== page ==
38 special (but also frustrating)
LeBron James is playing basketball better than anyone ever has at his age, but his birthday can't feel too festive with the Lakers in the midst of yet another season with nothing to celebrate
It has been a spectacular run of basketball spectating in Dallas.
Dirk Nowitzki was honored on Christmas Morning with one of the most well-sculpted statues in sports history.
Then Luka Dončić rumbled for 60 points and 21 rebounds and 10 points in a display two nights later that, if all those numbers he stuffed into one box score weren't sufficiently unfathomable, also featured a Mavericks comeback against the New York Knicks from nine points down with less than 35 seconds left in regulation.
Wedged in between those historic thunderbolts were scenes I found almost as riveting. LeBron James came to town for that Christmas Day game after the Nowitzki statue ceremony and, with maybe the most overmatched supporting cast around him in any LeBron game I've ever been courtside to see, No. 6 scored his age. James was right there with Dončić if you wanted to spend your holiday arguing with family members about the best player on the floor in Dallas on the NBA's most-watched of regular-season stages.
James was actually still 37 when he rang up those 38 points. He turns 38 today and had me watching every dribble of his pregame shooting routine at American Airlines Center ... wondering what is really going through his head with the Lakers in their current state.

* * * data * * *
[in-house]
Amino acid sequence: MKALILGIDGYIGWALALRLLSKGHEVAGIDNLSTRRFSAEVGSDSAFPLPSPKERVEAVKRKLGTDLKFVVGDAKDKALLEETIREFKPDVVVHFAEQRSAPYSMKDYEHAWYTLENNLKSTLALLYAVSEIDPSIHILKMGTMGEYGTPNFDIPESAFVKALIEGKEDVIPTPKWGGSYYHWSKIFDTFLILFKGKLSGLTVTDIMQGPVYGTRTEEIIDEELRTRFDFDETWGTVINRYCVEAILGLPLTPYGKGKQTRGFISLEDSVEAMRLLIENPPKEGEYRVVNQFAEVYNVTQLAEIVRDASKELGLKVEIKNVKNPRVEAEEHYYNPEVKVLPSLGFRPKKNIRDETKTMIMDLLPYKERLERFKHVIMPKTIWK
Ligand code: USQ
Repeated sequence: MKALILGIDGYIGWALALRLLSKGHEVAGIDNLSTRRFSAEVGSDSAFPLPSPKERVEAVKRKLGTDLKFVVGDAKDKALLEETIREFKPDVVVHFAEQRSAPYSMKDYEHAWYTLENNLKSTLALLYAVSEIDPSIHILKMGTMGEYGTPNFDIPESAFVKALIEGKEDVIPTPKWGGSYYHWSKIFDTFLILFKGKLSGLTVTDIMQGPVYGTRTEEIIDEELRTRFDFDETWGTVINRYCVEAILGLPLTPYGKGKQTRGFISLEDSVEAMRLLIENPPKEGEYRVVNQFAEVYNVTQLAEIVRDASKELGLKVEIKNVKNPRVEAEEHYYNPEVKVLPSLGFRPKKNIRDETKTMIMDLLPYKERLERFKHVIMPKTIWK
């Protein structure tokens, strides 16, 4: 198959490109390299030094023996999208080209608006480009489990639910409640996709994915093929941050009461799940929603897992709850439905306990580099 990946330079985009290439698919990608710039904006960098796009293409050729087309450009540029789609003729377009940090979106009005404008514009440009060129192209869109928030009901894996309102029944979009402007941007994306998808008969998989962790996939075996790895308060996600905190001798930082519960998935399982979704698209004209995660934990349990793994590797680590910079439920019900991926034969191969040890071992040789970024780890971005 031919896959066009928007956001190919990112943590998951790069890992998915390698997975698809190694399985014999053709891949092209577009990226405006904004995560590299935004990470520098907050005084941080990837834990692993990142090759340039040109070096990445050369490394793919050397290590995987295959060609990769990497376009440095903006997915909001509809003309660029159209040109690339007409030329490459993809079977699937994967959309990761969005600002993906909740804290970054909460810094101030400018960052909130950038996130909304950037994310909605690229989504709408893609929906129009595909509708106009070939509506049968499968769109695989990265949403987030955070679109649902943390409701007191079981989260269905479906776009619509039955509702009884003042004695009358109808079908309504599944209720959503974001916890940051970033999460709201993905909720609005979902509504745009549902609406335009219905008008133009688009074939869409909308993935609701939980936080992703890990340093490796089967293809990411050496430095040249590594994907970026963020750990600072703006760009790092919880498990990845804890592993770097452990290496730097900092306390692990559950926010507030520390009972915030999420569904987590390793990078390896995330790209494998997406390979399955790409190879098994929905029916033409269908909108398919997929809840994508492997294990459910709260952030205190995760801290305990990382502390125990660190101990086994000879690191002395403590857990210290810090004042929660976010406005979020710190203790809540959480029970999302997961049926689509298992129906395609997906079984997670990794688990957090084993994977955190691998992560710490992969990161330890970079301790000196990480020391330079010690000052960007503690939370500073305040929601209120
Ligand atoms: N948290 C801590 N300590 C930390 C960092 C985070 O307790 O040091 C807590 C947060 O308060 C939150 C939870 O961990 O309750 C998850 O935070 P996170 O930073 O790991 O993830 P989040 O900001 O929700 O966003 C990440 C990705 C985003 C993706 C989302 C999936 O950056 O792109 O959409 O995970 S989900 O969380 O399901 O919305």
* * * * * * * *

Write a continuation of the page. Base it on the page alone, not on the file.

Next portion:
Now that Anthony Davis is nursing a long-term foot injury, LeBron is headed for a third season out of five as a Laker that appears destined to end without a playoff berth. Which would take his ledger to three early vacations and a first-round exit in his Lakerland tenure to dilute the championship that James and Davis teamed up to win in the Walt Disney World bubble in the pandemic-interrupted season of 2019-20.
Family reasons and LOCATION LOCATION LOCATION, as we’ve noted here many times, were the true driving forces that prompted James to leave Cleveland for Hollywood in the summer of 2018. Those are believed to be the same forces that would keep him from urging the Lakers to ship him somewhere that he has an actual chance at ring No. 5. His oldest son Bronny is a high school senior. Another son, Bryce, is a high school sophomore. They’re budding prospects thriving in Southern California. James presumably doesn't want to uproot them.
So he plays on, at a much higher level than any NBA player we've ever seen in his late 30s, dispiriting as it must be to know, deep down, that there will be little to play for in the new year apart from A) collecting the 575 points he needs to pass Kareem Abdul-Jabbar as the league's all-time leading scorer and B) winning enough games to ensure that the Lakers don’t win the Victor Wembanyama draft lottery in May and suffer the indignity of sending the rights to select Wemby to New Orleans to satisfy pick-swap conditions left over from the Davis trade.